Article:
Efforts to build a major neutrino observatory in India cleared a legal hurdle on 2 November, when the country’s National Green Tribunal upheld environmental clearance for the long-planned project.
The clearance had been challenged by activists, who say that excavation for the facility will affect local wildlife and resources.
The planned 15-billion-rupee (US$206-million) experiment, called the India-based Neutrino Observatory, is set to be built under 1.2 kilometres of rock in the mountains of Tamil Nadu, a state in the nation’s south.
Physicists hope that the detector will help them to elucidate the relative masses of neutrinos, elusive particles produced when high-energy radiation known as cosmic rays strike the atmosphere, and whose behaviour has puzzled physicists for 20 years.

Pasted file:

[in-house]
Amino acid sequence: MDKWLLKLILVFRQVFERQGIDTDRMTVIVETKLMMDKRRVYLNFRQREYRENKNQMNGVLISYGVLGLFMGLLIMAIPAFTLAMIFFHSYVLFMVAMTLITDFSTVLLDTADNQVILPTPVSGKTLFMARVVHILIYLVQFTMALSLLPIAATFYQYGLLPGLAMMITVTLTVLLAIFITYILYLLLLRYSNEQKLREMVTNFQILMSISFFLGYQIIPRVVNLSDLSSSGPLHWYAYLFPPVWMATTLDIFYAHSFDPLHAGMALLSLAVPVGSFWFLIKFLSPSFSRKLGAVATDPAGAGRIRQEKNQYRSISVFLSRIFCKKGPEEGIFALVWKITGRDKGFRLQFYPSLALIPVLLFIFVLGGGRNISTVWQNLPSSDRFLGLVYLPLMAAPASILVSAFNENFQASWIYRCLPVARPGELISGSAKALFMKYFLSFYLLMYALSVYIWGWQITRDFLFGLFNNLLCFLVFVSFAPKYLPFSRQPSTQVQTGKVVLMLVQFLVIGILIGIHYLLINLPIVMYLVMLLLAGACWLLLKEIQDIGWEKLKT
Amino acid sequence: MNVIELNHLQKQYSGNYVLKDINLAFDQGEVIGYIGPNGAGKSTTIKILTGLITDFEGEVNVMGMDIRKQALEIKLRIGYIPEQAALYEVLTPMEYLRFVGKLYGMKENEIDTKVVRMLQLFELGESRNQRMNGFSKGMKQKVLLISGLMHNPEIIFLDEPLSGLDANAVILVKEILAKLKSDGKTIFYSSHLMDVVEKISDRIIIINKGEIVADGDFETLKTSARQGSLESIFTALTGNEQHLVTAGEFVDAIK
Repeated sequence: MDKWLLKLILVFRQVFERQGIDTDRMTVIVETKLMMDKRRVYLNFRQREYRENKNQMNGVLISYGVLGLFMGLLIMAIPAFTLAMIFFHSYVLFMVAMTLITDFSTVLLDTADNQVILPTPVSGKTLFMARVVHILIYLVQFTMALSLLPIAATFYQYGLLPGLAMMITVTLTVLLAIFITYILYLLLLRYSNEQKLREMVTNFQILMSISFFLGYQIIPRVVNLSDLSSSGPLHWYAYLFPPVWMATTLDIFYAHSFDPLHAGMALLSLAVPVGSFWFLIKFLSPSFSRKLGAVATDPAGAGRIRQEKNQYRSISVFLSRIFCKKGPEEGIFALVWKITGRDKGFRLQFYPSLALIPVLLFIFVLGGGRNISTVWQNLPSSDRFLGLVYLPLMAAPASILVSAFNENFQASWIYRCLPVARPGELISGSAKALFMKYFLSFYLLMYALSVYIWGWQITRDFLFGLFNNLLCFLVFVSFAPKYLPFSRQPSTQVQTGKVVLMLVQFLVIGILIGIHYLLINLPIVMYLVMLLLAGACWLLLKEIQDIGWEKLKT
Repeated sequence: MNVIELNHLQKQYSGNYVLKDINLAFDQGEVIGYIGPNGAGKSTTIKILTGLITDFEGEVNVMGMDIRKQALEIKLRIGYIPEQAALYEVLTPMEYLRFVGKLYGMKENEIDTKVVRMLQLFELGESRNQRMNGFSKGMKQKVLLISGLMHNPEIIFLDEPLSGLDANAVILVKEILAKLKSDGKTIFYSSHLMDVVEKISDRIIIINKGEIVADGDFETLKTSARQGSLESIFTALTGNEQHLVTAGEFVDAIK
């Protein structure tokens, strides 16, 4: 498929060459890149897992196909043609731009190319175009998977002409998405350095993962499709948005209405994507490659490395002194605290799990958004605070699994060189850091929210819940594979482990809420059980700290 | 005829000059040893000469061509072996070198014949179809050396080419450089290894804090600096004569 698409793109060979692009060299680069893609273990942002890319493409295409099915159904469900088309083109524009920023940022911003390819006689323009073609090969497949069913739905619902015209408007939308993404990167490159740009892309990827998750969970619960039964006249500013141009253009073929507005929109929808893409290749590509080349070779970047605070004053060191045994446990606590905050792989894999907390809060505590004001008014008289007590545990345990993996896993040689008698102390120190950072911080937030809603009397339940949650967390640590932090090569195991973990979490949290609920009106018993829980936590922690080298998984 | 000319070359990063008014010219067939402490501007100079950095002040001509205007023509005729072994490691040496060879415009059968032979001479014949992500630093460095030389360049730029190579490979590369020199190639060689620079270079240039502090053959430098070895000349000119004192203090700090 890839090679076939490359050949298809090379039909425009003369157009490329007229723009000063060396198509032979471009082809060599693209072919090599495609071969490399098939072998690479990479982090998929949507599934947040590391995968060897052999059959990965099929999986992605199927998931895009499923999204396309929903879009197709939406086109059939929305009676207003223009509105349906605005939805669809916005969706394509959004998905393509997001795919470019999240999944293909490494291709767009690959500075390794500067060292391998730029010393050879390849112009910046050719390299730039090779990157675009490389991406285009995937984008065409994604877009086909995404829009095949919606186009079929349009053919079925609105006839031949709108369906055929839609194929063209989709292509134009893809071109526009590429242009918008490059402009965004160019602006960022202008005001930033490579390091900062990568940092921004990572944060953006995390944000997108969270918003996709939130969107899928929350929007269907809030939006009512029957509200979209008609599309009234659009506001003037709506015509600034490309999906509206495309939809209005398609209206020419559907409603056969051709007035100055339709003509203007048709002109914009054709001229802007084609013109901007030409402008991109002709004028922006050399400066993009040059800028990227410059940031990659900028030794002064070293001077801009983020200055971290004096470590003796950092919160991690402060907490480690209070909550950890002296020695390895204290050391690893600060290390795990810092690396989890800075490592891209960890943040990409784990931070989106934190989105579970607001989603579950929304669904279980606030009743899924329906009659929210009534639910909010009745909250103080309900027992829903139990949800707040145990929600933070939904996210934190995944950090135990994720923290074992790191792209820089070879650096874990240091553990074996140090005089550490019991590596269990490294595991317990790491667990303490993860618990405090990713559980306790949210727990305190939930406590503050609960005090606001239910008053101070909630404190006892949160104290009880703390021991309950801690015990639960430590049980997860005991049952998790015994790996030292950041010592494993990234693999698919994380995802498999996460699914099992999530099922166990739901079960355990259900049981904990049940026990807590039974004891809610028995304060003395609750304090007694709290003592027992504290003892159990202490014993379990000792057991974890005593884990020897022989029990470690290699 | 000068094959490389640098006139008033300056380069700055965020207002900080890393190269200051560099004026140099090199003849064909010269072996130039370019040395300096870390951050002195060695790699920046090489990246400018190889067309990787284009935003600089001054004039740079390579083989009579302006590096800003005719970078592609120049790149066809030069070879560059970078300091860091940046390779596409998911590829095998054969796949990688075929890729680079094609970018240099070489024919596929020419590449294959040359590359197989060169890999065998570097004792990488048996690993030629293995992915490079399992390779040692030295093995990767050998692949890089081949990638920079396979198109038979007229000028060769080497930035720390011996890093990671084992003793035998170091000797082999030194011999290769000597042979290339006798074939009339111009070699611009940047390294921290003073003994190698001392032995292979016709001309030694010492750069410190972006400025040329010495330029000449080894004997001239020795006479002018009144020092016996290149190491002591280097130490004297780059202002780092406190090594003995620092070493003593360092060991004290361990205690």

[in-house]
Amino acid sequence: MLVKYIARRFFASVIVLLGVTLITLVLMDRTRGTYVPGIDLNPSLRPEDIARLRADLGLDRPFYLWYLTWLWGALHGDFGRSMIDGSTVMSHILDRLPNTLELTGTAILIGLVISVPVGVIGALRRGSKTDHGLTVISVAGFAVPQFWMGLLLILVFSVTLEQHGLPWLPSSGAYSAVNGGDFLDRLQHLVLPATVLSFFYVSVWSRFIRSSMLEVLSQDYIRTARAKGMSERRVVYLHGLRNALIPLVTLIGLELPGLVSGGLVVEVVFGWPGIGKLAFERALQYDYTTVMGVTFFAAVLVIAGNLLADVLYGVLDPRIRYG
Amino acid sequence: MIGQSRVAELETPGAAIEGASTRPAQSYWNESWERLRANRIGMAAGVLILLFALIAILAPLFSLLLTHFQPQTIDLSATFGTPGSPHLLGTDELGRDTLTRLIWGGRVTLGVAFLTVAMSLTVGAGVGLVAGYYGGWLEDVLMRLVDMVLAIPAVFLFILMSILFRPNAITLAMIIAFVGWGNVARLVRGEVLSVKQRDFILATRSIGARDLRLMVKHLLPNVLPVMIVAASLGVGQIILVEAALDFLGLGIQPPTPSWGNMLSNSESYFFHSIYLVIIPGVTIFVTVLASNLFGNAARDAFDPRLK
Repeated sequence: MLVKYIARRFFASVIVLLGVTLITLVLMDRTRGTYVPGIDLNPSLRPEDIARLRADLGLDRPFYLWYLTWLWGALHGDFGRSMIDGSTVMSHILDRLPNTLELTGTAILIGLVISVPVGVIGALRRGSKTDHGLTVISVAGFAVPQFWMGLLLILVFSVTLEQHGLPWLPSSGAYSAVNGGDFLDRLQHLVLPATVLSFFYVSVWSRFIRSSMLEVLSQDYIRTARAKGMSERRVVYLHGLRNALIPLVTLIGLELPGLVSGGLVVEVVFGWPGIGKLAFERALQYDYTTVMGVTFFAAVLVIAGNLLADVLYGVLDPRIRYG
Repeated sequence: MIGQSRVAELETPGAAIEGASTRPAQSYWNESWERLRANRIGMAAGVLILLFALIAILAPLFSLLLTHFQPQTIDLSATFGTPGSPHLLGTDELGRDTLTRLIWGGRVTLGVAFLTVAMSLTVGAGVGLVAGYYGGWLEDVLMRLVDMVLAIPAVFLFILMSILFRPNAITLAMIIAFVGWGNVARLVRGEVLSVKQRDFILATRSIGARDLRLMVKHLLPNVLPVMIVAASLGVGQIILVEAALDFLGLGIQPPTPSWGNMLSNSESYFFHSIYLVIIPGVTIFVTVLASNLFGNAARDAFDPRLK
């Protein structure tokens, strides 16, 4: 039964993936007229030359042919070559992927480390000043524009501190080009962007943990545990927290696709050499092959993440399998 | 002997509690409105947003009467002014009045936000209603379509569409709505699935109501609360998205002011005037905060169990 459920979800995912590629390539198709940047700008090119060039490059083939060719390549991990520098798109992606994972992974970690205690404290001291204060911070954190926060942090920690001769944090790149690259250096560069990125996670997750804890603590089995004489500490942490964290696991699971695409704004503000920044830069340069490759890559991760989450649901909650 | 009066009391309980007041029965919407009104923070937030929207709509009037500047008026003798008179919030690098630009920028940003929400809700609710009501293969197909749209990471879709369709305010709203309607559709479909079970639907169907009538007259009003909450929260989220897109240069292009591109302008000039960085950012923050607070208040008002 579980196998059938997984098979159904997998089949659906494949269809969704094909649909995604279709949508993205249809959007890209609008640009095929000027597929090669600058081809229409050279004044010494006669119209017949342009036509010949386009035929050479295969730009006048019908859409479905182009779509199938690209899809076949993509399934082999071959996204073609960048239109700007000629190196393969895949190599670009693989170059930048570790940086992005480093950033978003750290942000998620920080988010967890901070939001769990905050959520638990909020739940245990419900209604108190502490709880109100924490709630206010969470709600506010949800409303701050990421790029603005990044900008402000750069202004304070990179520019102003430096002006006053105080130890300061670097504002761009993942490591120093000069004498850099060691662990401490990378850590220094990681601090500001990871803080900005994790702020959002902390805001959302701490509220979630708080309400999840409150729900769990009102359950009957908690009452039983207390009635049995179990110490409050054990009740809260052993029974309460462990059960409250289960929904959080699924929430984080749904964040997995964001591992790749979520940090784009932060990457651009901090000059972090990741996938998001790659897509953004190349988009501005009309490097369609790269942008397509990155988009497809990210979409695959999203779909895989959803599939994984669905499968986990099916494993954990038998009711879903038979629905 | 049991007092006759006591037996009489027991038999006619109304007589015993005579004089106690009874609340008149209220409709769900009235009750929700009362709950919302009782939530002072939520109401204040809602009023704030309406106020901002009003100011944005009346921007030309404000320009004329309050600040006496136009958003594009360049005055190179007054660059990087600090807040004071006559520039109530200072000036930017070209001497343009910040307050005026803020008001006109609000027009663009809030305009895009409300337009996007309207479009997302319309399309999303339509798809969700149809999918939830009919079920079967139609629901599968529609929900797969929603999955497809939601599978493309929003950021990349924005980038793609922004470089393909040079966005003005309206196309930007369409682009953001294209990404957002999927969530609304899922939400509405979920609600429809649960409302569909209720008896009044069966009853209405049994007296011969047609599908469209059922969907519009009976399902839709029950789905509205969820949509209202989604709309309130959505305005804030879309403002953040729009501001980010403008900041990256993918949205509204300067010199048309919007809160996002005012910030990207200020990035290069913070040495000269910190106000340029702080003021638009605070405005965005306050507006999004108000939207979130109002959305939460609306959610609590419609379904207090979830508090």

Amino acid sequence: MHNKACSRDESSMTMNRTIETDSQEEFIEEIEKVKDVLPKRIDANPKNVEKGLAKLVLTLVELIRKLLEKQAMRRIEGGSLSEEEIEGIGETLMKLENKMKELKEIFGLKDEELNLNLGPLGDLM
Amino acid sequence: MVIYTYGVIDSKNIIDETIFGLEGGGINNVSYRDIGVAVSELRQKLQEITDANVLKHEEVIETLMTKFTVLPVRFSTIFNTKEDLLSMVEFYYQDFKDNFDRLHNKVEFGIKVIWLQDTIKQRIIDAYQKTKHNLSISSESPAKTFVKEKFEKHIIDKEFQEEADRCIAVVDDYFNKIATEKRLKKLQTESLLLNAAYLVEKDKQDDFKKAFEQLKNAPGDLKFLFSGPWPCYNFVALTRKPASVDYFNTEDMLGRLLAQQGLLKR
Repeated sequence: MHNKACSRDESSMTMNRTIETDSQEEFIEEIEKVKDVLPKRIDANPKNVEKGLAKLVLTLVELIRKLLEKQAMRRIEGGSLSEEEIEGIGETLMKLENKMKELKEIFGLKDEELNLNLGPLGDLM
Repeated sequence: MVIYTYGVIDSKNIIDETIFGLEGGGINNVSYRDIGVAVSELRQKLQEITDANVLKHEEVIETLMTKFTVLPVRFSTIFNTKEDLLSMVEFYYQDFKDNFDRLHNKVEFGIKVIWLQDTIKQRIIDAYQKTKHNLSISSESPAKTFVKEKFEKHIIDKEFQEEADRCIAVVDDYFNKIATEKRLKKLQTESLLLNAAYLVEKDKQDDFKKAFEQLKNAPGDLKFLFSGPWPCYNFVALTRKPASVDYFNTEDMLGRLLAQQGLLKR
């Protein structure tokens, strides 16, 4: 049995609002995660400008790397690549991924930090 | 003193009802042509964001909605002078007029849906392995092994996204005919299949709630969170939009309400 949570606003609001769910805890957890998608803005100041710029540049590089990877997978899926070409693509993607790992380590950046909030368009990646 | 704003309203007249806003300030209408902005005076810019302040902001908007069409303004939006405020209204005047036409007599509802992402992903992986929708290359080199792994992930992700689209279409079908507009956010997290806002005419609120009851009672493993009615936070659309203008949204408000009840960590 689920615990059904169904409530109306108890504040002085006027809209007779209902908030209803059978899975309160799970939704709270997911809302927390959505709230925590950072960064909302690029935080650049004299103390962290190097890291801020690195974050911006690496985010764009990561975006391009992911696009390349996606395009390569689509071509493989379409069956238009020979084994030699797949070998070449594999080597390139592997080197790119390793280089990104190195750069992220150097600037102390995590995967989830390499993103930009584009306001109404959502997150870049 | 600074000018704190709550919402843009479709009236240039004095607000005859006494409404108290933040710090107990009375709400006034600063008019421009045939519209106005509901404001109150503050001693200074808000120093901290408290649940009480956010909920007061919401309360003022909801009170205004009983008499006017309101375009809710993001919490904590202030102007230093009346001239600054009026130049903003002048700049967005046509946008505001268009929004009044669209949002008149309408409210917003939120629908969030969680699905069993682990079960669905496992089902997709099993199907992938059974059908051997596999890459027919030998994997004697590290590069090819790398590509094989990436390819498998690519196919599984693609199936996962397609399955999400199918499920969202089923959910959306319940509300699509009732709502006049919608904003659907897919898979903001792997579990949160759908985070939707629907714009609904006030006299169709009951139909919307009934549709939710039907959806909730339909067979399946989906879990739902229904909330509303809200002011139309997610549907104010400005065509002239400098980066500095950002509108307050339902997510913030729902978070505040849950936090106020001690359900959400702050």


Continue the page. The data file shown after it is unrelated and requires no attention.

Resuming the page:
India’s government approved funding for the observatory in January 2015, but since then, the experiment has been subject to lengthy opposition from environmentalists and local politicians.
Before construction can begin, the project must also gain approvals from India’s National Board of Wildlife and from the Tamil Nadu Pollution Control Board. The facility is now unlikely to be completed before 2024.